It is best to serve puréed baby foods at this stage as your baby won’t have the ability to chew their food. Start off with infant cereals or thin purées and, as your baby gets used to taking them off the spoon, you can begin to serve them a little thicker. It’s best to avoid potentially allergenic foods at this early stage in baby’s diet.

The WHO recommends leaving weaning until six months plus and babies should be kept exclusively on breast milk or infant formula until this age. Foods added should be complementary foods to milk as their main diet, just 2-3 times a day. The foods introduced should be iron rich foods.

Perfect foods for this stage include:

Puréed vegetables:

Carrot, parsnip, sweet potatoes, broccoli, butternut squash, spinach, Brussel sprouts, cauliflower, leeks, turnip, etc. It is advisable to avoid introducing the nightshade family initially, as some babies can be sensitive to these – these are potatoes, tomatoes, peppers, aubergine and courgette. 

Breastfed infants can have some expressed milk added to these pureed foods whilst formula babies can add in some formula. They shouldn’t be given raw vegetables, just soft foods which have been cooked. Most babies will still get most of their nutritional needs from their milk feeds. Iron fortified cereal can be given at this stage, made with their usual milk.

Puréed fruit:

Puréed fruit

Mashed banana is usually a favourite and is extremely handy when on the go!

It is a good idea to avoid any fruit with seeds, like kiwi or raspberries to start with, and choose fruits that are easy to mash or purée instead, like banana, stewed apple, pureed pear or avocado which make perfect pureed foods.

Puréed pulses: These can be added to help satisfy a very hungry baby – again, make sure they are well mashed or puréed and use tinned pulses without added sugar or salt. Try red lentils or butter beans.

As your baby gets used to the individual flavours, you can try mixing and matching the purées to make your own little recipe combinations.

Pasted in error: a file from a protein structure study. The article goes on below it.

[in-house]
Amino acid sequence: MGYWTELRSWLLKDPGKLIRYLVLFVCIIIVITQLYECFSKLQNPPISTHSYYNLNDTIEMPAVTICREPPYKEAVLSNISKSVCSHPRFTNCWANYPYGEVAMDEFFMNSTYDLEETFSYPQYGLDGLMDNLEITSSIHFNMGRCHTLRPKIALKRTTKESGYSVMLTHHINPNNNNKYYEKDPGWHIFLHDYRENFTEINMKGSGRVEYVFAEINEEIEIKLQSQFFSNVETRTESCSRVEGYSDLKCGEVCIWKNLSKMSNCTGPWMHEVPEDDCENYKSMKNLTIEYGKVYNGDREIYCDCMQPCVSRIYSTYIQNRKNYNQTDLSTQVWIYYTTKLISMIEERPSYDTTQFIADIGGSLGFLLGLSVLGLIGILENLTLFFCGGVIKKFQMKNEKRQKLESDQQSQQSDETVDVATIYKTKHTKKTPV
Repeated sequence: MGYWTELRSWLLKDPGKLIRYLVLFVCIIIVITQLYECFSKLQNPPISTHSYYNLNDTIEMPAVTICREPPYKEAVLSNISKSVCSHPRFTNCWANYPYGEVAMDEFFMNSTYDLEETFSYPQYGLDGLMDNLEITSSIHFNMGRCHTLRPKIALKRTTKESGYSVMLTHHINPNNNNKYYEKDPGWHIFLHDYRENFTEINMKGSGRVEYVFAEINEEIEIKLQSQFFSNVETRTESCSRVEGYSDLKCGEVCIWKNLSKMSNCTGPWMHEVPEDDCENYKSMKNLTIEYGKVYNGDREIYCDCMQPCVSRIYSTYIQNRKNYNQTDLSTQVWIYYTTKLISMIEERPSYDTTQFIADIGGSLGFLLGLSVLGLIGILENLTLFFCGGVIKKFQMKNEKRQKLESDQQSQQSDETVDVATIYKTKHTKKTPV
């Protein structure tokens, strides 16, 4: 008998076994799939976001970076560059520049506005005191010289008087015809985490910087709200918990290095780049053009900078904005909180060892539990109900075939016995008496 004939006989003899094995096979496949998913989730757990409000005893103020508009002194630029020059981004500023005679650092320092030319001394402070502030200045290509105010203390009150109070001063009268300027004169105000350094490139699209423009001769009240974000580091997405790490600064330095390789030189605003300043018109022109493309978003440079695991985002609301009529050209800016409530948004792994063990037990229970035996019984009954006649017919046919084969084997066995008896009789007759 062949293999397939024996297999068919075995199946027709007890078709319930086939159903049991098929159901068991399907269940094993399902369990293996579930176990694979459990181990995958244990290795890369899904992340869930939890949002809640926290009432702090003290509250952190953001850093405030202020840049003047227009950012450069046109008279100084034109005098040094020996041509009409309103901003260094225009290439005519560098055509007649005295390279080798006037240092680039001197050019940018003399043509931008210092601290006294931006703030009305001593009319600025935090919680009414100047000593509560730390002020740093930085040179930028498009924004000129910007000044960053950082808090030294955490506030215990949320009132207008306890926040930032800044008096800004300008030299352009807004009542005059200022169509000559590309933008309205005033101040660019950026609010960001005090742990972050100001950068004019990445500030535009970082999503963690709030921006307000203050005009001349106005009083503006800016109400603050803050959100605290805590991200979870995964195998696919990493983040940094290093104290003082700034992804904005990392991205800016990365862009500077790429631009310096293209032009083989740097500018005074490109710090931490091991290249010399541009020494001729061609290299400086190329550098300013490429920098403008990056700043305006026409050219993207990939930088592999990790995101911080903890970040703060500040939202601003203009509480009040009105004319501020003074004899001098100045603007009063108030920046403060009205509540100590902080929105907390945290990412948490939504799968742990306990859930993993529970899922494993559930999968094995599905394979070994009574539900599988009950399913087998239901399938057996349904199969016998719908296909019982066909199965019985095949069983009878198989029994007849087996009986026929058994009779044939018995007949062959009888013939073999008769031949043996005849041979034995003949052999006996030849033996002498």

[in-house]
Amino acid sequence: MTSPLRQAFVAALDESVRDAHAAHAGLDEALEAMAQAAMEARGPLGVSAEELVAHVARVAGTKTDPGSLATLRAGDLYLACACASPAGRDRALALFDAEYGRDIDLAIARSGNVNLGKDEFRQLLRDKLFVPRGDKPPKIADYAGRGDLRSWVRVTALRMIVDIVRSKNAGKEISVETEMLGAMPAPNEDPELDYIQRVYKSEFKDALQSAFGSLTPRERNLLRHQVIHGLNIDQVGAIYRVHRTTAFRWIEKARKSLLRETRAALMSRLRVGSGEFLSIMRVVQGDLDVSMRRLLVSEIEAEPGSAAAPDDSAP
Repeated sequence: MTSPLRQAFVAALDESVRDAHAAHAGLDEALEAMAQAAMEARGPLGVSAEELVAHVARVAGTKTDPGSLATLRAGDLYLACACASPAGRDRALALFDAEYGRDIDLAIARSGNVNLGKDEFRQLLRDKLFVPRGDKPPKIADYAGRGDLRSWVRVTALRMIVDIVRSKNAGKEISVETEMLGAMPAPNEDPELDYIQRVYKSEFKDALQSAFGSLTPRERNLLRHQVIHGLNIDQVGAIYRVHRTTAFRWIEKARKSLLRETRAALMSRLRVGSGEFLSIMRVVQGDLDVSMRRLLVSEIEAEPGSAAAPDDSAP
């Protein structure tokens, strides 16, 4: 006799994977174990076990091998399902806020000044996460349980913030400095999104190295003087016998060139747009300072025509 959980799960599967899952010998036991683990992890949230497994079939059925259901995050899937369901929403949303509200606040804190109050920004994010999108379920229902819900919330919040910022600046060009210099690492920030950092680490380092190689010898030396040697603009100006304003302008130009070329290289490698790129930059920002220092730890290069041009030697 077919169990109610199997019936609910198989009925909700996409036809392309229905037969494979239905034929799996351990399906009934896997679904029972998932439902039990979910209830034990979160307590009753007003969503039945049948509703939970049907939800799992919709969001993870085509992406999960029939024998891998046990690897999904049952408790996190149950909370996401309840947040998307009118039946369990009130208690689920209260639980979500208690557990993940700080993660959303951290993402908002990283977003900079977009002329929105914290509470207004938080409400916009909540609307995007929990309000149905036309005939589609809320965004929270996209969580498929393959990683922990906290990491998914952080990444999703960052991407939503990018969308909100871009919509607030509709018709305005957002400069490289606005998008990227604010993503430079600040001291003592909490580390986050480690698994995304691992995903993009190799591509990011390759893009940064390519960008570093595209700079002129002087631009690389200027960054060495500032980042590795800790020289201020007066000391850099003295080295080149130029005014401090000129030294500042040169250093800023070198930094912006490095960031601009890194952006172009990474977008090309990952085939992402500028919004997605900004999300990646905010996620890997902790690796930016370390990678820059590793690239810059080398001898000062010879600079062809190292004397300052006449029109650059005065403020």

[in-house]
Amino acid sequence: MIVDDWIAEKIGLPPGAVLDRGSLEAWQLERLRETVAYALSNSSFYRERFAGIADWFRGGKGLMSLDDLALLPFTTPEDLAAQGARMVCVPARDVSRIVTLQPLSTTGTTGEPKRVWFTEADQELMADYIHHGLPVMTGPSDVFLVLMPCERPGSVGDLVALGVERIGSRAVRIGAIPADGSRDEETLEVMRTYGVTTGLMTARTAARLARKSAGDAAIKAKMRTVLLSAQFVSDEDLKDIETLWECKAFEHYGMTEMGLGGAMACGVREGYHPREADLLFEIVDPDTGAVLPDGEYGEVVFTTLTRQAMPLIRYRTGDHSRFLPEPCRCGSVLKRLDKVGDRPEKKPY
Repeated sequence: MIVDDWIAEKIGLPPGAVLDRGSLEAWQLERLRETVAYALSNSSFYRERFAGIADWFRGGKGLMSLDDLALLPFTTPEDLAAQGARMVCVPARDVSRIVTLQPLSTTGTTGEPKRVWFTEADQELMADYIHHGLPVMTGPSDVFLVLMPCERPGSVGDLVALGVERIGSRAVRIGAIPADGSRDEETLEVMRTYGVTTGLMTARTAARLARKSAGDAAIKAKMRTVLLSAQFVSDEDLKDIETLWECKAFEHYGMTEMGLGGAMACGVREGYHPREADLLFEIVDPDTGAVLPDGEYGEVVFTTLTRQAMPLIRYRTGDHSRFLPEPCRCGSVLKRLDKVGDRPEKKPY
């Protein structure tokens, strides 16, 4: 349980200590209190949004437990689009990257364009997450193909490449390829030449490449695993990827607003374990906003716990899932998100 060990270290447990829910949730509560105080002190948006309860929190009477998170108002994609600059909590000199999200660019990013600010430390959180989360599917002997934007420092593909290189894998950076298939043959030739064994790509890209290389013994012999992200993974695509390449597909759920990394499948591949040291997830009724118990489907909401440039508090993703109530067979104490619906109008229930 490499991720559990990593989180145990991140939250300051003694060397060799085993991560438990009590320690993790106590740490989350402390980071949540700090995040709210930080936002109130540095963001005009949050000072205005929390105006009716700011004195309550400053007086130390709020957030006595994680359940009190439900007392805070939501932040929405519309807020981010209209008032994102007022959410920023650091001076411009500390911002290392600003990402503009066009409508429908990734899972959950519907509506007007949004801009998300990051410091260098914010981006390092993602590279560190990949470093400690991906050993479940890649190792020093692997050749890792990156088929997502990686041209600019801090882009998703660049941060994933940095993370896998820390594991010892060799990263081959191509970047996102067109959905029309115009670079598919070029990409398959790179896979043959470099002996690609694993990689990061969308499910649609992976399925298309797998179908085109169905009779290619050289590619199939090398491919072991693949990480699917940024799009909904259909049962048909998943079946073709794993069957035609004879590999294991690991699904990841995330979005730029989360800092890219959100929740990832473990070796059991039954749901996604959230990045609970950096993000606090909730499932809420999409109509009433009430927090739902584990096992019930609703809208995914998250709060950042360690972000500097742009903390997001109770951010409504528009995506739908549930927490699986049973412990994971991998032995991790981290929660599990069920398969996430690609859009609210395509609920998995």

Stage two – Seven to nine months

At this stage your baby should be well used to eating from a spoon and at this stage there should be more texture in your baby’s food, but no hard lumps yet. More texture will encourage your baby to chew and this will help develop their speech muscles. Adding in some protein such as chicken, fish or beef to fruit and vegetable purees is a good way of adding texture and encouraging chewing.

Your baby may have new teeth at this stage so why not offer some carrot sticks or apple slices to gnaw at (never ever leave your baby alone whilst eating in case of choking). Again add in new foods one by one and be alert to any reactions. New research has indicated that introducing highly allergenic foods earlier is actually better to prevent food allergies. Always introduce single ingredient food and keep track of all reactions.

Allergy foods include egg allergy, cow’s milk, tree nuts and many more. We’ve done a guide to introducing allergens to babies, including when, what and how!

Foods to add in at this stage can include:

Meat: Oily fish such as salmon, tuna, Mackerel, chicken and other red meats can be added in small quantities.

Pulses: Brown lentils, haricot beans, cannellini beans, mung beans etc

Juices:  Freshly made juices can be offered with meals (on their own they can promote tooth decay).  Exclude citrus juices but try apple, carrot, pear, melon and others.  Make sure there are no seeds or pips and dilute 50/50 with water.

Stage three – nine to twelve months

From around nine months, your baby will show a desire to feed themselves. It may get a little messy at times and a degree of patience is needed, but allow them to experiment with one spoon whilst you feed them with another. At this stage you can add in foods like hot dogs and other packaged foods like o shaped cereal.

Your baby is likely to have several teeth at this stage, and you may find that you can mash their food rather than purée it. You can now introduce more finger foods, such as mini rice cakes, pieces of chicken, chunky carrot sticks or apple slices. Again, never ever leave your baby unattended whilst eating in case of choking.

The Bottom Line on when do babies start eating real food

So when do babies start eating real food? The answer is that there isn’t a one-size-fits-all answer, as each baby develops at their own pace. However, the general guideline is to introduce solid foods around six months old, and by nine to twelve months your baby should be able to feed themselves with little help from you.

This article was written by Sandra Baker – full time writer and the mother of four amazing kids (including twins!)

She’s also a breastfeeding counselor and has spent years helping new parents learn how to care for their children. When she’s not writing or caring for her children, Sandra likes to spend time reading and taking walks with her husband.

About the author

Latest posts